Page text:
The movie marquee inside has 20 LEDs in total around the edge. They are arranged in five groups of four LEDs with an NPN transistor controlling each group. The groups are interspersed so that each fourth LED is in the same group and shares the same brightness. The blinking pattern rotates clockwise with the brightest LEDs in the front of the pattern so the other LEDs look like they are fading and trailing the brightest one. This looks better than just lighting up one group at a time. The brightness is controlled by simple software PWM running on an MSP430. A timer fires every 1,000 cycles giving 16,000 steps per second since the microcontroller runs at 16MHz. Every time through the loop, the code to adjust the PWM executes then blocks on a while loop waiting for the timer to finish it's 1,000 cycles. This keeps the brightness uniform since a step always takes the same amount of time regardless of how long the PWM code needs.

16,000 steps per second is way more than needed to adjust LED brightness. The extra granularity is useful for controlling the small piezo buzzer that plays happy birthday. The music consists of simple beeps from the speaker, which only takes a few dozen bytes to store and has no problem fitting in the MSP430's flash. The music notes start out as raw frequency values beginning with A at 440Hz. A series of C macros let me calculate how many steps each note needs including a short bit of silence at the end of each one. While I try to avoid overreliance on macros, in this case they really helped list everything in a clear way. Specifying the notes to be played was then very easy:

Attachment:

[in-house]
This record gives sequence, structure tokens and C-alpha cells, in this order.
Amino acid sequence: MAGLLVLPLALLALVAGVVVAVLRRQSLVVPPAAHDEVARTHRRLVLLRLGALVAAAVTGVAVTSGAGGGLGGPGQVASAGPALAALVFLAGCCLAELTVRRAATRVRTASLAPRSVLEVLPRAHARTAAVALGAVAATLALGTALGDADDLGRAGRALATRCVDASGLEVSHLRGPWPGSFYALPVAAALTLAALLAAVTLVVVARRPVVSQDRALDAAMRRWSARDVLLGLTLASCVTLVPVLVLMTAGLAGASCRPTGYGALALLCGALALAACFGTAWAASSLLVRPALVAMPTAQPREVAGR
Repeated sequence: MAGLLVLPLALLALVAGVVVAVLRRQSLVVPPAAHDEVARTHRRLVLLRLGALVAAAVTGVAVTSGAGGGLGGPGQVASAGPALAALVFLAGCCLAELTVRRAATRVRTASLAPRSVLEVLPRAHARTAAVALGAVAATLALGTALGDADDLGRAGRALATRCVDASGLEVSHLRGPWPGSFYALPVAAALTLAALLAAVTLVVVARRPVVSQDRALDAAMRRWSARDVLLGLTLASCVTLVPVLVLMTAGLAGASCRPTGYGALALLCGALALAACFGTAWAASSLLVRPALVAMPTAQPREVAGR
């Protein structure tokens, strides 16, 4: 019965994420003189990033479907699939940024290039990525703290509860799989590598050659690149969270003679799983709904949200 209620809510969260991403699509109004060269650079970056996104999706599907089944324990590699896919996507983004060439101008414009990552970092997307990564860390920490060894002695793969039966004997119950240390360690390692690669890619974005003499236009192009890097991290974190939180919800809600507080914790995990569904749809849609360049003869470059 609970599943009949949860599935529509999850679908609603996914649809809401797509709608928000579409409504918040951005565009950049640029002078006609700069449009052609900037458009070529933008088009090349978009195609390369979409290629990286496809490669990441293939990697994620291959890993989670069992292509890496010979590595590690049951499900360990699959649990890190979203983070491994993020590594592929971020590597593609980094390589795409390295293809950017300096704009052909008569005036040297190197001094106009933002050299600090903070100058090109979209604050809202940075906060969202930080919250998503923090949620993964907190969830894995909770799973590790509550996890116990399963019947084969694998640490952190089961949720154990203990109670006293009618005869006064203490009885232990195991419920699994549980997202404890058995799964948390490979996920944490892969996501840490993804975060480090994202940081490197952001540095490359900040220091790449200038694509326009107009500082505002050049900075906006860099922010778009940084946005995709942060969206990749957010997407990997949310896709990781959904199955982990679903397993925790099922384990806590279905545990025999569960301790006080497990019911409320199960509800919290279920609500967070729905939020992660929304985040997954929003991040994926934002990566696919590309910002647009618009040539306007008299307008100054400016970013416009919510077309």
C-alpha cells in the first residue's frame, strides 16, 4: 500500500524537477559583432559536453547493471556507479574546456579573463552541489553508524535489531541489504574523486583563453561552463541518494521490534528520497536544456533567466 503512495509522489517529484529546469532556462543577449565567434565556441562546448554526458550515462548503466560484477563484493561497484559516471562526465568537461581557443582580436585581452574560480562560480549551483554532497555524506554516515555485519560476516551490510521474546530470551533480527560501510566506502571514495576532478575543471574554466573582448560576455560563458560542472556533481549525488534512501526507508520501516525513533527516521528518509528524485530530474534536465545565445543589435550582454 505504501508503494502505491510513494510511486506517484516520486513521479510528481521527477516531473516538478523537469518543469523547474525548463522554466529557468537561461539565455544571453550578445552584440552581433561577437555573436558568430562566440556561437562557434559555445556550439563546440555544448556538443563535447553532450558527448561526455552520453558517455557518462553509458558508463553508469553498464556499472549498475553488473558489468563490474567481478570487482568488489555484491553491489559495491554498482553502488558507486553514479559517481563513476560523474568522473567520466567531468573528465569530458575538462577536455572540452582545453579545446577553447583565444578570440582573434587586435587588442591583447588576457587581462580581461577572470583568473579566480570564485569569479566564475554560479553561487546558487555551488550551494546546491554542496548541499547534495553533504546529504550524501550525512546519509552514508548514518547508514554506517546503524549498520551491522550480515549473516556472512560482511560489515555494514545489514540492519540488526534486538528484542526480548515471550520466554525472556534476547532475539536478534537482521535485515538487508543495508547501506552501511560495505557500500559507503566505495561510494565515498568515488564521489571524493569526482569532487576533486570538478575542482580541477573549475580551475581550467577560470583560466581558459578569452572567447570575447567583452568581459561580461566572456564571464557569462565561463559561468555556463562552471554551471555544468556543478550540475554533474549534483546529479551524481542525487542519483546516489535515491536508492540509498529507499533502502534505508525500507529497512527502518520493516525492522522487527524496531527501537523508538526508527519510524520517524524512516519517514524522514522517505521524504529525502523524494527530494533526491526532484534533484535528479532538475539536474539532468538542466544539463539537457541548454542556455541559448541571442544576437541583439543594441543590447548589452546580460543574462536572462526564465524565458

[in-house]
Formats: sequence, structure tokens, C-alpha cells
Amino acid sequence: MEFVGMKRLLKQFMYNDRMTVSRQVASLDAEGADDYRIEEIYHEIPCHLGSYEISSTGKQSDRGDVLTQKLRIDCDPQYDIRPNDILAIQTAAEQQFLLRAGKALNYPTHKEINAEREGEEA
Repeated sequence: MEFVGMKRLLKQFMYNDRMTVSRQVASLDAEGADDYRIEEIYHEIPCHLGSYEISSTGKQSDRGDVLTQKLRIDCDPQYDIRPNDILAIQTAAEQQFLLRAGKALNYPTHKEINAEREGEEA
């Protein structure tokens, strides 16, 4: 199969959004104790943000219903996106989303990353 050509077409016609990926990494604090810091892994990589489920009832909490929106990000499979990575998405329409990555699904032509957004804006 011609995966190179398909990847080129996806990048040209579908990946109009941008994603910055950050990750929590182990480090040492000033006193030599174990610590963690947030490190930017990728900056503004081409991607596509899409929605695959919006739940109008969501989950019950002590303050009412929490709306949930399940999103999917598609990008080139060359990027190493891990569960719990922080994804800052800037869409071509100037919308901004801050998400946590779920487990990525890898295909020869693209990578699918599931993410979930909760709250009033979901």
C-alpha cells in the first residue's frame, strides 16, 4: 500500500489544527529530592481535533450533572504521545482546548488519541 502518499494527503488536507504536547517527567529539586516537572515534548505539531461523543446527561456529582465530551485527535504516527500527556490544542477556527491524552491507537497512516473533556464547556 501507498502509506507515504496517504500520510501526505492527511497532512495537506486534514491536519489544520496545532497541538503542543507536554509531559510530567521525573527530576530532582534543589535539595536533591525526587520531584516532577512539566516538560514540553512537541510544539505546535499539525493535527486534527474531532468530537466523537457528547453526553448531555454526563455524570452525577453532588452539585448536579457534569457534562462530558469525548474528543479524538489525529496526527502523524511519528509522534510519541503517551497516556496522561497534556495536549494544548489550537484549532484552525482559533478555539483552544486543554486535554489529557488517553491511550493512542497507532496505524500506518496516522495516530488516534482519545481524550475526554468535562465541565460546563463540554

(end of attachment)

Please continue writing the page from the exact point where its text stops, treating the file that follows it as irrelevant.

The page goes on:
const unsigned int music_notes[]={


My first try at playing notes in a scale was noticeably off, and two of the notes had the same tone. It took some investigating to figure out that the way I had the timer calculations listed based on the frequency was rounding the highest frequency notes down to a small integer which was between two recognizable notes. This is what lead to the two notes sounding the same since they'd been rounded to the same value. One helpful thing I've started to do since getting interested in assembly language is turning on listing files in the compiler to see what assembly is generated. This showed that the values calculated where way too small, which I double checked with Compiler Explorer. Listing files are a great tool that have helped me solve several bugs like this. After adjusting the calculation macros, the notes sounded just right, and happy birthday played correctly.